Culture: Organizations that excel in the area of culture focus tirelessly on minimizing unplanned events, identifying the abnormal, and not allowing the abnormal to become normal. They plan, schedule, commit to, and complete tasks as planned and scheduled. They do not accept the status quo and know they can continuously improve.
Individuals in these types of organizations think of themselves as a “leaders” who can make a difference in what they do. By constantly focusing on “what could go wrong,” they don’t allow unplanned events to be disruptive. If and when problems do arise, they have already decided what to do about them. They believe they can learn from everything and take every opportunity to teach what they have learned. They are well trained and follow procedures, yet treat each procedure as a living document that can be improved. They have authority and freedom to act to address any situation. They use experts inside and outside the organization to reach solutions. Others desire to be a part of such organizations.
Reliability: Organizations that excel in this area consider reliability in broader terms than those with an asset focus. Their definition of reliability also deals with how personnel conduct their business and meet their commitments. They realize that, without reliable personnel, their assets don’t stand a chance. Because their focus is on a long-term commitment to reliable assets, however, such organizations deliver impressive results. Q1 performers consistently deliver more than 97% mechanical availability. More than 75% of their downtime is due to planned turnarounds.
Spending on Reliability and Maintenance: Cost control is not the driver for organizations that excel in this area. During their journeys, spending is optimized to deliver desired asset reliability. The culture has a positive impact on the amount of spending that occurs. A focus on proactive discovery, addressing abnormal conditions, planning, scheduling, and efficient completion of the work drives costs to the optimum level. As the culture continues to develop in such organizations, spending is driven down. Note that game changers are not the lowest-spending organizations. In fact, our research has shown that the lowest-spending operations typically have poor reliability and are normally Q3 performers).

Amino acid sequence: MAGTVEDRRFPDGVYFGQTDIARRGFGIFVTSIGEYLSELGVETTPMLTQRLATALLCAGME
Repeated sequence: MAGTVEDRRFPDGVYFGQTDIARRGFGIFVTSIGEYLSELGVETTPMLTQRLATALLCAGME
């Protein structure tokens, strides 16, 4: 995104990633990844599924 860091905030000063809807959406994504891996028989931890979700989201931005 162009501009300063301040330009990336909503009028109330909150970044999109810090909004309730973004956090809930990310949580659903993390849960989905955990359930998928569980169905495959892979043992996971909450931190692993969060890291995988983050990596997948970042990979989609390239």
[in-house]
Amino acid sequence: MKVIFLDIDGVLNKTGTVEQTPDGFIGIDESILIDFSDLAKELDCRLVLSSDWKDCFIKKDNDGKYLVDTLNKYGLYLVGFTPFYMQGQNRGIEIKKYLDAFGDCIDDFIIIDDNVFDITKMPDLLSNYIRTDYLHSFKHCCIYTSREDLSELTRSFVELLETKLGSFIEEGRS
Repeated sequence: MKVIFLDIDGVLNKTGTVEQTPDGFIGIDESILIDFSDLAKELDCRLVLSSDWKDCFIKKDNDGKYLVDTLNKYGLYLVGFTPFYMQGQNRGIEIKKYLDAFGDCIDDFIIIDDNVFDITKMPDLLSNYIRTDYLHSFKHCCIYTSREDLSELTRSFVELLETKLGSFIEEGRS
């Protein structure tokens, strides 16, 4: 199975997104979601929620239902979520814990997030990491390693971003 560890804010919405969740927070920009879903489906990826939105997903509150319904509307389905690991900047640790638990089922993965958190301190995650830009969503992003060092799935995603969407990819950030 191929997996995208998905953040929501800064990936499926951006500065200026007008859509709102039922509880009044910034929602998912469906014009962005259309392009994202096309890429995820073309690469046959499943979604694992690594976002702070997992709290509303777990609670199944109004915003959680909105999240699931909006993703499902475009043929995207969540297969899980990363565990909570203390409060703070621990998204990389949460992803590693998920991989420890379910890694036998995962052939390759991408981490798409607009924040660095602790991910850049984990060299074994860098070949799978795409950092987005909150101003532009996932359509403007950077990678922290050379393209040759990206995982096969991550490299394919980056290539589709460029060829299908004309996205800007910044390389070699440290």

If you want your organization to be the Michael Jordan of its industry, you must focus on reliability. Your definition of reliability will put employee-behavior at the forefront. Reliable human behavior creates reliable asset operation.
During the journey, you will focus on growing a reliable culture and target your spending. You understand you are not under any less constraint than your competition. But, because you are constantly becoming more reliable, you target your spending to eliminate future spending. As a result, you are constantly becoming more profitable than if you had not started this journey. You do not make promises to customers, employees, and stakeholders that you cannot keep.
As a result, you and your organization become a game changer in the area of reliably running your business and create customer loyalty, employee engagement, and sustainable profitability. MT
Jeff Dudley is a senior consultant with Dallas-based HSB Solomon Associates LLC (SolomonOnline.com). He has spent more than 30 years in the reliability and maintenance arena. Contact him at Jeff.Dudley@SolomonOnline.com.